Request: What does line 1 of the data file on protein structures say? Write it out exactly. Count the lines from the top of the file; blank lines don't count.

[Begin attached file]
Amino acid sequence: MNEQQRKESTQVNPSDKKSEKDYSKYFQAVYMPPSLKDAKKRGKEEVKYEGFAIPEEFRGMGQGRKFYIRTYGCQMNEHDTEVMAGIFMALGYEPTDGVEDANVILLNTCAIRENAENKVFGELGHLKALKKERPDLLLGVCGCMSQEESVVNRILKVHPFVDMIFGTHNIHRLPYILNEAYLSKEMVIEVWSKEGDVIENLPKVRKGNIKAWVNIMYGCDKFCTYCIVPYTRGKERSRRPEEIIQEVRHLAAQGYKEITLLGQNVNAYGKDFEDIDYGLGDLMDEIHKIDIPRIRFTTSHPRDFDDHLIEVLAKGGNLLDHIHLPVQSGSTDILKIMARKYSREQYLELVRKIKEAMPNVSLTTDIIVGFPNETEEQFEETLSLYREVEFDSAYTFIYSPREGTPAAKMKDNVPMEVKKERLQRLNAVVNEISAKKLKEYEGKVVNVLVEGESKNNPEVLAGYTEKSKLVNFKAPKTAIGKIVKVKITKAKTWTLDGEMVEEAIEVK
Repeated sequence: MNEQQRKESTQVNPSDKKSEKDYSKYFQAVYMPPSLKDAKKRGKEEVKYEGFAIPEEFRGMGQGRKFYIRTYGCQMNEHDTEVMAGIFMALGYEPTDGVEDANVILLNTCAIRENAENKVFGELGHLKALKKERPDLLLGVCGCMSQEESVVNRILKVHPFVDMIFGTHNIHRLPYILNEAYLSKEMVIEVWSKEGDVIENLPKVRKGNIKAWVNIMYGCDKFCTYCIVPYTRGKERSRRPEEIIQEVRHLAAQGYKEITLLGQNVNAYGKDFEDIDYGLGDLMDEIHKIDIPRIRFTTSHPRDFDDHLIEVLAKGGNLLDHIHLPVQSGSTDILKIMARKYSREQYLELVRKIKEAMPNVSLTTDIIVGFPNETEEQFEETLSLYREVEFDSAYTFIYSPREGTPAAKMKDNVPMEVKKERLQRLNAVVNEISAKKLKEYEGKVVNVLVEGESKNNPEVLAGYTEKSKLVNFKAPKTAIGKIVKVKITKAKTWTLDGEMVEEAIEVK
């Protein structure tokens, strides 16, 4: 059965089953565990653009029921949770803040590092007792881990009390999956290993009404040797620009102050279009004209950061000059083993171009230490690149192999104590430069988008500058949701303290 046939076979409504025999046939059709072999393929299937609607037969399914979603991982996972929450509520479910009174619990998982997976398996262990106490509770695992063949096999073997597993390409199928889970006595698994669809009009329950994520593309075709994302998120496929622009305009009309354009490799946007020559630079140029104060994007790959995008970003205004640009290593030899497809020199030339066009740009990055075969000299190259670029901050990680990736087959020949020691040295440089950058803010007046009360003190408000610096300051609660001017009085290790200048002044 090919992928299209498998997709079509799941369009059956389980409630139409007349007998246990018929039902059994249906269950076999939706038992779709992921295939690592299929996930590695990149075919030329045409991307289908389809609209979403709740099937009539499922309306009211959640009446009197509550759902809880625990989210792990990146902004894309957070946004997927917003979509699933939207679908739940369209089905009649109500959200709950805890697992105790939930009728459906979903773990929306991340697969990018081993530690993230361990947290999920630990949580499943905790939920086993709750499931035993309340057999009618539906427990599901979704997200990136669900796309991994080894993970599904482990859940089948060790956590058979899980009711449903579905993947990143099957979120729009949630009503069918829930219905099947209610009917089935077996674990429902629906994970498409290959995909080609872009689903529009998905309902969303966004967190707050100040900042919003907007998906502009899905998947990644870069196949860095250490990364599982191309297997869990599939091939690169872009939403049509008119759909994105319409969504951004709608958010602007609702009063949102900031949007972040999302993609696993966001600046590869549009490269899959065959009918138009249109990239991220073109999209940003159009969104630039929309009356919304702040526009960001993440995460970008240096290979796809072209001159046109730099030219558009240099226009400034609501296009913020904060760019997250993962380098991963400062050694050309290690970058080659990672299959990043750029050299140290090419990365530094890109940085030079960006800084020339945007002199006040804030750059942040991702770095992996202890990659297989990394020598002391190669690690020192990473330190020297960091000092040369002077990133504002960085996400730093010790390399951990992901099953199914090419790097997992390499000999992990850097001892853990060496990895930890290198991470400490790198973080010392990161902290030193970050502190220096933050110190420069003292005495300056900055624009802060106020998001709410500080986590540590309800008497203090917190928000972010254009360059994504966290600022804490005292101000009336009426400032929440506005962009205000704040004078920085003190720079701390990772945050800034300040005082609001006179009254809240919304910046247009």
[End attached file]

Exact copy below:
Amino acid sequence: MNEQQRKESTQVNPSDKKSEKDYSKYFQAVYMPPSLKDAKKRGKEEVKYEGFAIPEEFRGMGQGRKFYIRTYGCQMNEHDTEVMAGIFMALGYEPTDGVEDANVILLNTCAIRENAENKVFGELGHLKALKKERPDLLLGVCGCMSQEESVVNRILKVHPFVDMIFGTHNIHRLPYILNEAYLSKEMVIEVWSKEGDVIENLPKVRKGNIKAWVNIMYGCDKFCTYCIVPYTRGKERSRRPEEIIQEVRHLAAQGYKEITLLGQNVNAYGKDFEDIDYGLGDLMDEIHKIDIPRIRFTTSHPRDFDDHLIEVLAKGGNLLDHIHLPVQSGSTDILKIMARKYSREQYLELVRKIKEAMPNVSLTTDIIVGFPNETEEQFEETLSLYREVEFDSAYTFIYSPREGTPAAKMKDNVPMEVKKERLQRLNAVVNEISAKKLKEYEGKVVNVLVEGESKNNPEVLAGYTEKSKLVNFKAPKTAIGKIVKVKITKAKTWTLDGEMVEEAIEVK